Updated August 19, 2022 - 1:40 pm
A Las Vegas golf course could be redeveloped into a mix of housing, commercial space and a workforce training center under a plan eyed by city officials.
The Las Vegas City Council this week approved starting exclusive talks with development firm McCormack Baron Salazar on overhauling Desert Pines Golf Club, a city-owned site at Bonanza and Pecos road.
The 180-day negotiation agreement has two 90-day extension options.
Ryan Smith, Las Vegas’ director of economic and urban development, said at a council meeting Wednesday that it would be a “really unique” and “very needed project for Southern Nevada.”
As currently envisioned, the east Las Vegas venture would include at least 1,500 residential units, as well as commercial space, recreational facilities and a site for a workforce training center, all spread around the roughly 100-acre property, according to the agreement.
The housing may encompass single-family, multifamily, affordable and market-rate units, as well as units for people aged 55 and over, the agreement states.
The project could cost more than $500 million, and the developer aims to start horizontal construction in the third quarter of 2023, Dan Falcon, managing director of McCormack’s West Coast operations, told council members.
Councilwoman Olivia Diaz, whose ward includes Desert Pines, told the Review-Journal on Friday that east Las Vegas has been “one of the most significantly impacted” areas in Southern Nevada through the pandemic, both financially and health-wise.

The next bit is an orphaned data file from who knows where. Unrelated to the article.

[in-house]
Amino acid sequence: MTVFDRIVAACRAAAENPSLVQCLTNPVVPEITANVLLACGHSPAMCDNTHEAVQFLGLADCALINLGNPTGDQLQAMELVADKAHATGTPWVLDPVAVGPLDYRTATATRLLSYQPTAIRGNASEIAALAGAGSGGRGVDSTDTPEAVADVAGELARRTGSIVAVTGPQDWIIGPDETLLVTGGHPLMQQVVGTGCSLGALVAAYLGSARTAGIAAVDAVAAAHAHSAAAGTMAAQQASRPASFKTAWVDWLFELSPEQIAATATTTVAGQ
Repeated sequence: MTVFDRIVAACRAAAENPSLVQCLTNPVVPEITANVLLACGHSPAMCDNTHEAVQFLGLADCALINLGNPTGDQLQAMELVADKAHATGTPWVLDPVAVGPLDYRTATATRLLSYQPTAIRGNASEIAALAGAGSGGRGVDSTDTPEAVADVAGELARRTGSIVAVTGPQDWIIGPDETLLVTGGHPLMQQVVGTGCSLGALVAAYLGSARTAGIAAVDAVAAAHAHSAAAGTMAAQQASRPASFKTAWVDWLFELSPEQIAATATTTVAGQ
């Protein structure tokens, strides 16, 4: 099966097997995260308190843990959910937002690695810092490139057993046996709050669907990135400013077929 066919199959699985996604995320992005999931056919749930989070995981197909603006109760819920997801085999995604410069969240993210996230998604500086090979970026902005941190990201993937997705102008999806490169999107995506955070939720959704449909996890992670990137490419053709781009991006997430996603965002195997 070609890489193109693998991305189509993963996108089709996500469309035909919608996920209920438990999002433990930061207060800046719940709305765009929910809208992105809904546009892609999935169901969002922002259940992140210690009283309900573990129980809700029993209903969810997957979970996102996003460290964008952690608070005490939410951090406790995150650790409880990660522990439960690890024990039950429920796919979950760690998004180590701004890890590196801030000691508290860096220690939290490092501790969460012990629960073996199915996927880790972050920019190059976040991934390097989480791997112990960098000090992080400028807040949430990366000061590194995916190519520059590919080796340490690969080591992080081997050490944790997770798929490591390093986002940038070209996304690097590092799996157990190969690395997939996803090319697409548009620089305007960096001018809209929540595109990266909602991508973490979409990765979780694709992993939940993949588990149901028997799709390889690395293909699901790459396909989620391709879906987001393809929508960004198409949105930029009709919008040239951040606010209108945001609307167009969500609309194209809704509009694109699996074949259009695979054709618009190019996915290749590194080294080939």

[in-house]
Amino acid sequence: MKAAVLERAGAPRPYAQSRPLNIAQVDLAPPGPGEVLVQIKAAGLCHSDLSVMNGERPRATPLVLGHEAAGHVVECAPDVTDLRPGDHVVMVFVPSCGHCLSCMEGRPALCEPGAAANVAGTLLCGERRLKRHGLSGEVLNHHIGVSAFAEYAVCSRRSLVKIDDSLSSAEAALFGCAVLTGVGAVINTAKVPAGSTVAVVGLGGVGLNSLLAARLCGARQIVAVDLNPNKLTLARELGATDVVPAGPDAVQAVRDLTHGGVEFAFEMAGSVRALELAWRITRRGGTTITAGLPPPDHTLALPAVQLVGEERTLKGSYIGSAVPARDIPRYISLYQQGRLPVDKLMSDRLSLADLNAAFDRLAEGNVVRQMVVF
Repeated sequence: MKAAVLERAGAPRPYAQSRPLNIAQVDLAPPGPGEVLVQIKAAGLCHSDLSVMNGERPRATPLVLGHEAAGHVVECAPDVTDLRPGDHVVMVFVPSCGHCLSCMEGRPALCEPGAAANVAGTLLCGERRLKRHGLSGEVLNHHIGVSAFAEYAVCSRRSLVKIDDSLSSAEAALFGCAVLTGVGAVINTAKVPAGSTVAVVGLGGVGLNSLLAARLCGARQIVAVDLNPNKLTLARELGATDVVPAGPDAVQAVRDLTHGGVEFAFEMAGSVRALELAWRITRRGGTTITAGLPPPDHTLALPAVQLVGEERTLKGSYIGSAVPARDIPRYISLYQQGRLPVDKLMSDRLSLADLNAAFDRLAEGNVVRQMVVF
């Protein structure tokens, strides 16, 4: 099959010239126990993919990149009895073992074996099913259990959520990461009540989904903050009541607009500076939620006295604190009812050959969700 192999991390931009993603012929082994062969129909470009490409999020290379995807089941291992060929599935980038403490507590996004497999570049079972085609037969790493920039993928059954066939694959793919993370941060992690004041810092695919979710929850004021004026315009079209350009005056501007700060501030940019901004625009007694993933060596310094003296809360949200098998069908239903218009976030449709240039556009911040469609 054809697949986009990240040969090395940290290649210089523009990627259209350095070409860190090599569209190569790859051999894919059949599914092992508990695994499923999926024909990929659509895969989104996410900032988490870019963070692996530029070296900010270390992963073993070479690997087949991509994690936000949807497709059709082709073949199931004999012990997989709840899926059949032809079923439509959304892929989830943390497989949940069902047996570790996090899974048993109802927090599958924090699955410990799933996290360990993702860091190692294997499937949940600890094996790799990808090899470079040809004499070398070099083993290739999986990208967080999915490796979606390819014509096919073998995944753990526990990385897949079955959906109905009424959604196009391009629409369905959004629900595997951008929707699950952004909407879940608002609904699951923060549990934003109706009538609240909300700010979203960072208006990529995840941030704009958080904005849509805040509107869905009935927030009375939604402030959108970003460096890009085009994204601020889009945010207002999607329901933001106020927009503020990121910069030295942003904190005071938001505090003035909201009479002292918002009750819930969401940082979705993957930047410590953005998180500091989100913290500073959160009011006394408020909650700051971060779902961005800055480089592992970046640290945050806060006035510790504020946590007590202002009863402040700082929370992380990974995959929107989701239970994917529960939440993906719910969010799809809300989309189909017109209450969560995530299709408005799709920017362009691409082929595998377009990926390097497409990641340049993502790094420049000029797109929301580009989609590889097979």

The golf course project would bring “positive change” to the area, including housing, increased commercial services, open space and a community center, she said.
On its website, St. Louis-based McCormack calls itself a for-profit developer of “economically integrated urban neighborhoods.” It boasts more than $5 billion of total investment and 25,000-plus homes nationally.
This week’s vote follows a similar move for Cashman Center earlier this month, as the City Council voted Aug. 3 to launch talks with Tru Development on turning that city-owned site into a mixed-use medical campus.
Located at Las Vegas Boulevard and Washington Avenue, Cashman is home to a convention center and a stadium where the Las Vegas Lights soccer team plays.
As currently contemplated, the redeveloped property would include a children’s hospital, medical office space, retail, multifamily residential units and potentially a nongaming hotel, Tru founder Tim Deters told the Review-Journal.
He expects the total project to cost around $1.5 billion to $1.7 billion.
Moreover, Desert Pines wouldn’t be the only golf course in town to be redeveloped.
Homebuilder Touchstone Living purchased the now-shuttered Royal Links golf course in the eastern Las Vegas Valley last year and is turning it into a sprawling community that calls for 1,600-plus homes as well as parks, pools and playgrounds.